That’s when I saw this asshole for what he was and knew that I had to get out. It was bad enough he was stealing and selling drugs; now he carried a gun and threatened me to keep quiet about something I didn’t want to know about.
Next day I looked in his room while he was gone. I would never be prepared for what I saw. Hank’s room was full of stolen property: two copiers, toner cartridges, reams of paper, and boxes of cleaning supplies. All stolen, and all in the apartment we shared.
I spent little time at the apartment. I would get my mail and check the answering machine, but that was it. I slept and showered at a friend’s house. I made damn sure I wasn’t around when Hank was, because I knew the police would burst through the door looking for him and arrest me as an accomplice. I was living a self-imposed exile from my own apartment. It took me three weeks, but I found a new job and an apartment in San Diego.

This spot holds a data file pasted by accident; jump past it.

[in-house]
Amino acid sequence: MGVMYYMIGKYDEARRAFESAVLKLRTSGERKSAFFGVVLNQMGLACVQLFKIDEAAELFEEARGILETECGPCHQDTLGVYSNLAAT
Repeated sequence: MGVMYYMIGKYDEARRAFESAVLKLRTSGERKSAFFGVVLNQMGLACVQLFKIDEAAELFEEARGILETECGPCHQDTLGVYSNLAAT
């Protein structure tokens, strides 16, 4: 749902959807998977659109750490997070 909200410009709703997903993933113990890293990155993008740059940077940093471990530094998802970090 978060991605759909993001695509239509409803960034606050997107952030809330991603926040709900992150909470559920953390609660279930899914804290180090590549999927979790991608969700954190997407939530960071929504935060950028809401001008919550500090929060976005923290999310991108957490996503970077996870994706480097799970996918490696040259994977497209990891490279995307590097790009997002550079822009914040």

I still worry that Hank is out there carrying his gun and selling drugs. I’m glad to be out of L.A. and away from him.
J. Reynante, San Diego
Divorced at 34 with a young daughter, I knew life wasn’t going to be easy on my medical transcriptionist salary, so I was grateful to be offered the opportunity to move in with “friends of a friend” who had decided to try rural life. The price was right and the house charming and spacious, situated on several pastoral acres, and complete with a wood-burning stove, fruit trees, and solar-heated pool.
Floyd was a free-spirited friend from Cardiff who had managed the house for several years before tiring of trying to simultaneously maintain his image as a pacifist and nonmaterialist and still exert enough pressure on the ever-changing household of aging hippies, artists, and musicians to come up with rent. He was bowing out of communal life to wander as a barefoot monk, espousing the virtues of raw foods and sleeping on the beach at Swami’s. Vacating the house at the same time was a reggae musician and Floyd’s girlfriend Starshine. Floyd had dreams of getting the organic garden organized and large-scale enough to turn a profit on a regular basis. In his words, “Everything was going along fine until Starshine moved in and blew everything up.”